Financial stress can be the result of rising debt, a job loss, insufficient earnings, high living costs or even money troubles in your relationship. Whatever the circumstances, being worried about money takes a mental and physical toll, plus it can strain relations with your significant other, family, workmates and friends.
While everyone handles stress differently, everyone deserves the chance to live a comfortable and happy life, free from unnecessary financial worries. Here are seven ways to relieve your financial stress, take control of your finances and feel more at peace.
Symptoms of financial stress
Here are some questions to help you evaluate your financial stress levels:
- Do you control your money, or does it control you?
- Are you feeling uneasy when you think or talk about money?
- Do you often think negatively about your current and future finances?
- Have you woken up lately with money on your mind? Or struggled to sleep because of money-related thoughts?
- Is there a chance you’re ignoring issues, or are in denial about your finances?
- Are you gaining or losing weight?
- Have things you love to do stopped being of interest?
- Are you having panic attacks or feeling depressed?
These are just a few of the signs and your stress indicators may differ from the next person.
How do you relieve financial stress?
- Find the source of your financial worries
There may be many reasons you are having money worries. You need to find what bothers you the most about your finances.
For example, many times we turn to activities that can be doing harm and we think those are the problem. We might be spending a lot shopping, smoking, gambling, drinking or on other ways to feel some relief. Often these things aren’t the problem at all, they’re just a symptom of another issue causing trouble beneath the surface. Dig deeper to find what the real issue or concern is.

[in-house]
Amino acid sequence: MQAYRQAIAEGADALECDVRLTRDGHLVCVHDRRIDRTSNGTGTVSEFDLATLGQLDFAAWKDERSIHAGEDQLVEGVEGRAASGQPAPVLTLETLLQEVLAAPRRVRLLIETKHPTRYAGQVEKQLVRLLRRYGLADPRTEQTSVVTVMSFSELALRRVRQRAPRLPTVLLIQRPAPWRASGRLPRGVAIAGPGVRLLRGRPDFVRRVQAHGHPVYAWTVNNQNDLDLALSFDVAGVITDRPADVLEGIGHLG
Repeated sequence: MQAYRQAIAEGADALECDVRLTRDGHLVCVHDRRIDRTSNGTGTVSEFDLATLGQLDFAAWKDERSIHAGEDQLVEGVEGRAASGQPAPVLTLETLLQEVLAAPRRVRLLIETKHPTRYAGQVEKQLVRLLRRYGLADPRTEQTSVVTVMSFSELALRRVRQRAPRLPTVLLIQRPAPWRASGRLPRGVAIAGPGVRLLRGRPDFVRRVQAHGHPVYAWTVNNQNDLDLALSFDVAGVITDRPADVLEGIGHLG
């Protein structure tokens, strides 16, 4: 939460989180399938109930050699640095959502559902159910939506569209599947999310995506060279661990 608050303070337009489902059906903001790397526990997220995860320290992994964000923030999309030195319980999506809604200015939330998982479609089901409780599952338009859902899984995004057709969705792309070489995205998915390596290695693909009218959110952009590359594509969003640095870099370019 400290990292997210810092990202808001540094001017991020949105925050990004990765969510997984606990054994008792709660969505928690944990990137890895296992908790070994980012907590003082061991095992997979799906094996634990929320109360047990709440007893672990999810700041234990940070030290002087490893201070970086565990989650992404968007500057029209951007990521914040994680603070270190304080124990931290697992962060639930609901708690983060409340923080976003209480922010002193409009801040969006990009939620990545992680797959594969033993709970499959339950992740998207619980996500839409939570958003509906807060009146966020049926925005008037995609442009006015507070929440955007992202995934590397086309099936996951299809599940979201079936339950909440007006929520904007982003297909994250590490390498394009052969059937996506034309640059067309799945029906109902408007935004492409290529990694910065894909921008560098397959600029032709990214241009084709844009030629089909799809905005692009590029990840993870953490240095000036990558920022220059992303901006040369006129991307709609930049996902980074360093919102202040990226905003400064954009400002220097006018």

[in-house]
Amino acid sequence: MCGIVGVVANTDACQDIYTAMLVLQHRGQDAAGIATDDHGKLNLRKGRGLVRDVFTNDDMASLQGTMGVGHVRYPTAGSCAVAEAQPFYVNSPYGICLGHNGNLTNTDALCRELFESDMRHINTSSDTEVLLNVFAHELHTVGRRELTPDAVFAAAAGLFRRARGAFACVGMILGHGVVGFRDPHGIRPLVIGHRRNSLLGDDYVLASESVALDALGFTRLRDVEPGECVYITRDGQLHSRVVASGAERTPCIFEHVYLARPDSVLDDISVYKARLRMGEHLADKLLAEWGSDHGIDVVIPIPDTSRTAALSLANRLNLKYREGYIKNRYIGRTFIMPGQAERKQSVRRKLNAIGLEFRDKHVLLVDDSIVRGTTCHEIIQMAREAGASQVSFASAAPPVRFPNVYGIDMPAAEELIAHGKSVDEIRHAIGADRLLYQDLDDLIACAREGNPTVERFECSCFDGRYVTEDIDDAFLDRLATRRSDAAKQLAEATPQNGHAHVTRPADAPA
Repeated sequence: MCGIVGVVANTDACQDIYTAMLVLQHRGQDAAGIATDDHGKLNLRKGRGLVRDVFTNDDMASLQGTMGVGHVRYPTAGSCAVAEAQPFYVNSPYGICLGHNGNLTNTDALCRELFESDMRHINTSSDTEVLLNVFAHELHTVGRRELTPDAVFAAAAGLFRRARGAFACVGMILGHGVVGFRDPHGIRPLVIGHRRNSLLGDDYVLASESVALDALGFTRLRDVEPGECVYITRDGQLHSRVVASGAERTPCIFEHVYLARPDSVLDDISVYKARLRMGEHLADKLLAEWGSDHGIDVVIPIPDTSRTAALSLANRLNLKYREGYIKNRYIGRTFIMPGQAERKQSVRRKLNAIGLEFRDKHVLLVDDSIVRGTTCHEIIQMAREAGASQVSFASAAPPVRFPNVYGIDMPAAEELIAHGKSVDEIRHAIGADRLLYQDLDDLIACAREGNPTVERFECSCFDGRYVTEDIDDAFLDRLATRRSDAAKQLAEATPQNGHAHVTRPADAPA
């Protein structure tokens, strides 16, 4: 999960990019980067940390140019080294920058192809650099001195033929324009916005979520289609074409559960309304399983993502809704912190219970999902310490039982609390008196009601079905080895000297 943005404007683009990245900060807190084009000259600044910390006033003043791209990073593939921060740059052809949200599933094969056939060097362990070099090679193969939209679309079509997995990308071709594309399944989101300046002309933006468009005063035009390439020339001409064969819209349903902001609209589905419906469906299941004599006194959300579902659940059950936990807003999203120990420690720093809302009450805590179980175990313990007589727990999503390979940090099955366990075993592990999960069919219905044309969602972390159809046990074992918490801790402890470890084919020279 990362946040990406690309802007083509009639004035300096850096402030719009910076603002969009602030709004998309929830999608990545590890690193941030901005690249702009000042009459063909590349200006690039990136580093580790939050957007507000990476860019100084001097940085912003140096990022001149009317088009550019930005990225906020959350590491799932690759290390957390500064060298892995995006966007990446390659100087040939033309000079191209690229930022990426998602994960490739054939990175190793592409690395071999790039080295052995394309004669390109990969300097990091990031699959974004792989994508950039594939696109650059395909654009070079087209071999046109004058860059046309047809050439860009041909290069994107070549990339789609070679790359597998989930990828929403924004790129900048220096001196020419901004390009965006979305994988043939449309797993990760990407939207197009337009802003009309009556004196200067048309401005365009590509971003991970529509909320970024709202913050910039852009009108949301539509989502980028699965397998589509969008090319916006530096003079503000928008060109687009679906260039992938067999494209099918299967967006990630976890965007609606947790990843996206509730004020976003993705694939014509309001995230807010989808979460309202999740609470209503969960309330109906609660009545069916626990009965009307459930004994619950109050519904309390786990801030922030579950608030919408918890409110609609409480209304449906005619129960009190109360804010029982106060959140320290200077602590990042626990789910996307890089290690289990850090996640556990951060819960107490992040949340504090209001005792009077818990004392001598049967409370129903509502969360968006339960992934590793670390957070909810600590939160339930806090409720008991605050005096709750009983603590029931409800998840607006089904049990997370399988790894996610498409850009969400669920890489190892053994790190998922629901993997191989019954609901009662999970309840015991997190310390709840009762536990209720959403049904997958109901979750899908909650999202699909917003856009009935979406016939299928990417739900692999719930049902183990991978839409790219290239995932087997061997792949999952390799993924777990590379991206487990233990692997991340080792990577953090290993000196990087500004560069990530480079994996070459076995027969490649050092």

What change would make you more at ease and less worried? Maybe it’s eliminating all your debt or earning more money so you can start saving or investing. Maybe it’s only one major thing, or maybe you have a list:
- A job loss or uncertainty about a job.
- Credit card or consumer debt.
- Low income level and ability to save and invest.
- Low interest rates – especially for retirees relying on savings.
- Volatile sharemarkets, which can make KiwiSaver and other investment values drop.
- Relationship trouble.
- Lack of financial literacy.
- Bills, such as for dental work or to fix a car.
- Increased living expenses – overspending and shopping.
- Unexpected emergencies.
Some of these examples can be financially devastating. Whatever the case, think about “what” and then “why” these areas trigger your financial stress. This can be the first step to getting on top of things.
- Tackle one issue at a time
If you have a few money problems, your finances can certainly feel overwhelming. This can snowball and create a situation where you might feel like you have no control or even know where to start.
It’s important to prioritise matters. So, after you’ve identified your biggest issue (or issues), you can start to focus on the main source of the problem.
Be realistic when you determine what you can achieve, and then dedicate yourself to following through each month. For example, this might be promising yourself: “Each month I will spend less and put the difference toward my debt so my balance declines by at least $100.”
- Learn how to handle money stress